In a conference paper, in order to prove the $\mathsf{NP}$-completeness of a problem, I wrote the stupid sentence "It is clear that the problem is in $\mathsf{NP}$. So we will prove that it is $\mathsf{NP}$-hard". In fact, it was not clear at all. It even seems to be an open problem. For the targeted audience, it's not a big deal because the main result is the $\mathsf{NP}$-hardness, and thus the impossibility "difficulty" to design a polynomial algorithm.

But, of course, I want to correct the mistake in the journal version.

My question is: In a journal paper, how to point a mistake in the conference version and correct it?

Should I write: "There is a mistake in the conference version: ..."? Or should I state the correct result without saying that the conference version was wrong? Any advise is welcome.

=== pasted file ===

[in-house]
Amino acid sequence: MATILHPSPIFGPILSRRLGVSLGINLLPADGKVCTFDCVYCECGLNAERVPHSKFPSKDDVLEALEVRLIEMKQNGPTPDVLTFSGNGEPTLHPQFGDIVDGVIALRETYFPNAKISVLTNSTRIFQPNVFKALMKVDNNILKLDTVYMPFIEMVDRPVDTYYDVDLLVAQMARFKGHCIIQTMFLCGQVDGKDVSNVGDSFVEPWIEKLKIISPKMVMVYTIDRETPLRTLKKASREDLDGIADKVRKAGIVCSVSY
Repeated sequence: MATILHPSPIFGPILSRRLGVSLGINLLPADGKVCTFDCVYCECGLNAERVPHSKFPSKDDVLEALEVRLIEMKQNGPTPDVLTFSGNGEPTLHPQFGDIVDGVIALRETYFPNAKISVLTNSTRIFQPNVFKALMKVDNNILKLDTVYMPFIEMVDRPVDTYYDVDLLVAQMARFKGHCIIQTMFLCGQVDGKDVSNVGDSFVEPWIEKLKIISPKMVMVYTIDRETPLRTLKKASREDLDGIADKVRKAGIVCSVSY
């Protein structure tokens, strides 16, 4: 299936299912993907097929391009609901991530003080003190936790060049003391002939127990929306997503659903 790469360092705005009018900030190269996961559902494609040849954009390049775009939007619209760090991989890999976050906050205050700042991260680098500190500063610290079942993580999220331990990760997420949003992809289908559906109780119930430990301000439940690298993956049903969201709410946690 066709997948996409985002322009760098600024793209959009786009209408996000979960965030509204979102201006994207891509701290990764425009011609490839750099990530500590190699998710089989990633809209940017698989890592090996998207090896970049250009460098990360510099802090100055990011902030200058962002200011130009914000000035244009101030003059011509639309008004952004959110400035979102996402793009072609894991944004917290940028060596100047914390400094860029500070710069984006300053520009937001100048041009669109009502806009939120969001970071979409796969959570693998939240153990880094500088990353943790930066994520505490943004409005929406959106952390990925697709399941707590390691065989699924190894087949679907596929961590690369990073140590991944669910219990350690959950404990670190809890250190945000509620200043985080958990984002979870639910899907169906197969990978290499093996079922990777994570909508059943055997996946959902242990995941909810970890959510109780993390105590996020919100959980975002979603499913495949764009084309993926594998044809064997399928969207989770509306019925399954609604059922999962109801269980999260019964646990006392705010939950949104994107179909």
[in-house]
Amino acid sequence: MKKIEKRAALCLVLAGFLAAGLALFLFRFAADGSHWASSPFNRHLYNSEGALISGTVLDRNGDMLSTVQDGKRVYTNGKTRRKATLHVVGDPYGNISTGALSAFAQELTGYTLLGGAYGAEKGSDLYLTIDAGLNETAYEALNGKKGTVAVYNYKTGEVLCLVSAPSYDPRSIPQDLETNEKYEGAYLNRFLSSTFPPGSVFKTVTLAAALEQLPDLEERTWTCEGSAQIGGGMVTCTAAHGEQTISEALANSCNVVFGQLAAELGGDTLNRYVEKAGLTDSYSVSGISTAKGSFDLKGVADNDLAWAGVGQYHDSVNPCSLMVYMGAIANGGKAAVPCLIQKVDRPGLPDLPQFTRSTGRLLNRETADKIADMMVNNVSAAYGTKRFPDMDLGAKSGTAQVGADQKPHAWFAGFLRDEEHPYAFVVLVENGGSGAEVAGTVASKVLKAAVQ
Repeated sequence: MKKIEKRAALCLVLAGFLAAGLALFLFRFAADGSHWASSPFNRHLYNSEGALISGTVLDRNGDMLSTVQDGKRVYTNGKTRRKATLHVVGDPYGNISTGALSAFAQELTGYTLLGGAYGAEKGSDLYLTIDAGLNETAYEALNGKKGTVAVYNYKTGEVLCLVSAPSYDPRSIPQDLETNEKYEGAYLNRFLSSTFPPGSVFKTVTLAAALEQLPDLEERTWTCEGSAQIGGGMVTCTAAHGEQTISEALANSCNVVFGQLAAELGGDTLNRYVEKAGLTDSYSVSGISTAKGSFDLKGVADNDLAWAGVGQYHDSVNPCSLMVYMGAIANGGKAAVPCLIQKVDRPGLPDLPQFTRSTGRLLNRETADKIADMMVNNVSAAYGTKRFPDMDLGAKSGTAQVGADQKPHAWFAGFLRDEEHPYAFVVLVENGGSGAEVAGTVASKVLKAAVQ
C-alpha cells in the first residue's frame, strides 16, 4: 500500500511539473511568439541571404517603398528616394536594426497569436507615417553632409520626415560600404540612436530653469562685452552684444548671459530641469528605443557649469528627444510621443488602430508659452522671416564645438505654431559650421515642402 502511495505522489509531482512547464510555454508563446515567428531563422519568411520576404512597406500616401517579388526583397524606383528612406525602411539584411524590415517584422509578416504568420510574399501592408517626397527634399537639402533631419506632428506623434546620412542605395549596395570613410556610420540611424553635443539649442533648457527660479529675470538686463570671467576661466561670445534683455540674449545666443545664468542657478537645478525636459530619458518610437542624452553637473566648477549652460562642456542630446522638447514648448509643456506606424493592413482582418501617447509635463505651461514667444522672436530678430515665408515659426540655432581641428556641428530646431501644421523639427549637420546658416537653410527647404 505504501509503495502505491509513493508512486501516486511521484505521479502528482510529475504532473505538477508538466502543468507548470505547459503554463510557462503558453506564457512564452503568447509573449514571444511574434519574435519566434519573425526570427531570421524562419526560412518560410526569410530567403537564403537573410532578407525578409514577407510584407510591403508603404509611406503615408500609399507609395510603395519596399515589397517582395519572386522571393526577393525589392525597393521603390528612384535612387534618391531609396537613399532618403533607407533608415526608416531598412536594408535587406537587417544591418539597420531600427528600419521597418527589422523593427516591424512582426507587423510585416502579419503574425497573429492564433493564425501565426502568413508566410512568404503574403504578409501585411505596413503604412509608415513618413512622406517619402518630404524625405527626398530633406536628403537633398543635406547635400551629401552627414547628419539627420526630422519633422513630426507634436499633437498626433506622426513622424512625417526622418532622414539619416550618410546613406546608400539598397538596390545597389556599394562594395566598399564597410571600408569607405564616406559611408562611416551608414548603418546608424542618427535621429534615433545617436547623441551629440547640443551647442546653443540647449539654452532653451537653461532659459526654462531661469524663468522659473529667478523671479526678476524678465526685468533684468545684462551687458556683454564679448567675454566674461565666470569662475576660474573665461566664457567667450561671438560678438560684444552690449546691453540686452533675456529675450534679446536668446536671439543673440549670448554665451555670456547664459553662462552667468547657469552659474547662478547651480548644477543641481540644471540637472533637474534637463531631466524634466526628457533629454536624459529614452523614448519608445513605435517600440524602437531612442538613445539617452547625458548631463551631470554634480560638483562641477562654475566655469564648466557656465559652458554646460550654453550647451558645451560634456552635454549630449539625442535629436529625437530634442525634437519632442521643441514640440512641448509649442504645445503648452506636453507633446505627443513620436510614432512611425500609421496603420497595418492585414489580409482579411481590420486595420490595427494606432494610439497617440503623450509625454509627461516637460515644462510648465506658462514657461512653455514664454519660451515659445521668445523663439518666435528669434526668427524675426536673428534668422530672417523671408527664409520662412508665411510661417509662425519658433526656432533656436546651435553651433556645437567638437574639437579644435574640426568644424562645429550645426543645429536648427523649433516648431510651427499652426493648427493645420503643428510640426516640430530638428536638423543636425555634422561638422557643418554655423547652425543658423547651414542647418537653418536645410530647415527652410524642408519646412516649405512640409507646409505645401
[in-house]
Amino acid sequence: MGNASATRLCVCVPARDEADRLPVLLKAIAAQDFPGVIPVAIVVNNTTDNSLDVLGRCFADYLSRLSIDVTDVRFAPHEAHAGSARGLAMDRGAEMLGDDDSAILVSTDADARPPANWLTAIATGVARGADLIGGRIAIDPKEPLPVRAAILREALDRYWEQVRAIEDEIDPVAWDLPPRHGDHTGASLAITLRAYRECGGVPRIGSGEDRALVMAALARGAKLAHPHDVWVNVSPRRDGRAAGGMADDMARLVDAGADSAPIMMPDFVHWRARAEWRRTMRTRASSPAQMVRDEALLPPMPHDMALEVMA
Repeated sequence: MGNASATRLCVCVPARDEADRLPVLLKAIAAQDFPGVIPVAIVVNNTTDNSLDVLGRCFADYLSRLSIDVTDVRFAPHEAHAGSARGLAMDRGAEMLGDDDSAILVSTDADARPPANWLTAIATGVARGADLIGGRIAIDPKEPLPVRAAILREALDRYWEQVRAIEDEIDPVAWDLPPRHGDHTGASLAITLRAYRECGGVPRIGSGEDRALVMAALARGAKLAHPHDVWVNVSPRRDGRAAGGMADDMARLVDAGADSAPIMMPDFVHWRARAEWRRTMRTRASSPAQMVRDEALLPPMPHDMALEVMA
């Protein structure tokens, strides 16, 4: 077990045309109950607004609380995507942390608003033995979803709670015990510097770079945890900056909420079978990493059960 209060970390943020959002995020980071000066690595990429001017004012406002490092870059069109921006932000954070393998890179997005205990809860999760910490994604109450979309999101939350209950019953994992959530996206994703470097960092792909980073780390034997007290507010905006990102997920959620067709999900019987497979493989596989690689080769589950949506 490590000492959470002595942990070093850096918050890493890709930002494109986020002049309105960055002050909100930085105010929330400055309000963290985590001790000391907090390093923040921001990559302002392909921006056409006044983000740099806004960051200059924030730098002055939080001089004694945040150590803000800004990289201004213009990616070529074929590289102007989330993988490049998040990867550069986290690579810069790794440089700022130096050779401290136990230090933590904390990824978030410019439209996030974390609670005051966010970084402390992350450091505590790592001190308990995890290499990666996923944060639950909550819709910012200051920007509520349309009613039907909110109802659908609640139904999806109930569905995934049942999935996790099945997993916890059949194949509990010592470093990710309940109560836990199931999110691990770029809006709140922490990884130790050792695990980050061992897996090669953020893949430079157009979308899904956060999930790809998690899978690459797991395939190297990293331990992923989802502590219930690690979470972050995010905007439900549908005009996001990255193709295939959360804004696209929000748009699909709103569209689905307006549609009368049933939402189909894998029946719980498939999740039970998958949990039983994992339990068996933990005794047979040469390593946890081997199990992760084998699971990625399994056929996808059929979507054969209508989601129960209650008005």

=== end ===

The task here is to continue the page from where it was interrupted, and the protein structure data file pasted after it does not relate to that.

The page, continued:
• 1
    $\begingroup$ In addition to correcting the mistake in the journal version, I think it is helpful to post the postprint version of the paper in a repository (e.g., arXiv) with the corrected statement and indication that the publisher version contains an error. (If the paper has already been deposited, you can update the deposit to do this.) $\endgroup$
    – a3nm
    Apr 24, 2017 at 17:08

1 Answer 1


I think it is very helpful to point out if and where previous results are erroneous. I've done this myself (more times than I would have liked to). My style is to state the correct result, and in immediate proximity (above, below, footnote) a remark to the effect that "In the conference version [citation], Theorem X incorrectly stated that...".

  • $\begingroup$ Thank you. Do you think that it's also relevant to point the problem in the cover letter? $\endgroup$
    – Lamine
    Apr 26, 2017 at 7:35
  • $\begingroup$ I don't think that's necessary, but I don't see the harm. "Along the way, this manuscript corrects an error in one of the claims in the extended abstract..." $\endgroup$
    – Aryeh
    Apr 26, 2017 at 8:09

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